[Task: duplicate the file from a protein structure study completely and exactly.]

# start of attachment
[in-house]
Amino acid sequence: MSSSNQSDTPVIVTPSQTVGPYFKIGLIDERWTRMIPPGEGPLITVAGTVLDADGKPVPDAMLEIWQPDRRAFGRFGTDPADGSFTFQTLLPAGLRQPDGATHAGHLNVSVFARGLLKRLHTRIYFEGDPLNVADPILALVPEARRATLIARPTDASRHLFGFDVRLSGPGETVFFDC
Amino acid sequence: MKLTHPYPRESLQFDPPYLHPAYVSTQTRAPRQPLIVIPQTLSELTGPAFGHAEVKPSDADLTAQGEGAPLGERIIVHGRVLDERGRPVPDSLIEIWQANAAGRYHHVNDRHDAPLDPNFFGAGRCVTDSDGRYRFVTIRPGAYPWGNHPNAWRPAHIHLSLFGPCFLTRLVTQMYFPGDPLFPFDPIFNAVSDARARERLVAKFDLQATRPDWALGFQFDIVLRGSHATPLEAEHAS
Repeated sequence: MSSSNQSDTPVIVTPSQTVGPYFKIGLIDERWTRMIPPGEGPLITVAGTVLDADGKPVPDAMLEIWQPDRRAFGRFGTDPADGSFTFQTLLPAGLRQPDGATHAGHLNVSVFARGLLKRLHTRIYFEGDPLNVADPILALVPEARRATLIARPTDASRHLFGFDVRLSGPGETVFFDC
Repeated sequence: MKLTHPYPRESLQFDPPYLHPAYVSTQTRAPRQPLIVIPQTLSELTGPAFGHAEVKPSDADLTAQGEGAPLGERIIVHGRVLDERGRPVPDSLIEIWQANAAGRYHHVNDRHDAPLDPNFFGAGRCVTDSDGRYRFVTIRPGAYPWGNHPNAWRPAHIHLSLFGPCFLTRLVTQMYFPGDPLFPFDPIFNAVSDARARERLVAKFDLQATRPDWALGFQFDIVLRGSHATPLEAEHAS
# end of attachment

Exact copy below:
[in-house]
Amino acid sequence: MSSSNQSDTPVIVTPSQTVGPYFKIGLIDERWTRMIPPGEGPLITVAGTVLDADGKPVPDAMLEIWQPDRRAFGRFGTDPADGSFTFQTLLPAGLRQPDGATHAGHLNVSVFARGLLKRLHTRIYFEGDPLNVADPILALVPEARRATLIARPTDASRHLFGFDVRLSGPGETVFFDC
Amino acid sequence: MKLTHPYPRESLQFDPPYLHPAYVSTQTRAPRQPLIVIPQTLSELTGPAFGHAEVKPSDADLTAQGEGAPLGERIIVHGRVLDERGRPVPDSLIEIWQANAAGRYHHVNDRHDAPLDPNFFGAGRCVTDSDGRYRFVTIRPGAYPWGNHPNAWRPAHIHLSLFGPCFLTRLVTQMYFPGDPLFPFDPIFNAVSDARARERLVAKFDLQATRPDWALGFQFDIVLRGSHATPLEAEHAS
Repeated sequence: MSSSNQSDTPVIVTPSQTVGPYFKIGLIDERWTRMIPPGEGPLITVAGTVLDADGKPVPDAMLEIWQPDRRAFGRFGTDPADGSFTFQTLLPAGLRQPDGATHAGHLNVSVFARGLLKRLHTRIYFEGDPLNVADPILALVPEARRATLIARPTDASRHLFGFDVRLSGPGETVFFDC
Repeated sequence: MKLTHPYPRESLQFDPPYLHPAYVSTQTRAPRQPLIVIPQTLSELTGPAFGHAEVKPSDADLTAQGEGAPLGERIIVHGRVLDERGRPVPDSLIEIWQANAAGRYHHVNDRHDAPLDPNFFGAGRCVTDSDGRYRFVTIRPGAYPWGNHPNAWRPAHIHLSLFGPCFLTRLVTQMYFPGDPLFPFDPIFNAVSDARARERLVAKFDLQATRPDWALGFQFDIVLRGSHATPLEAEHAS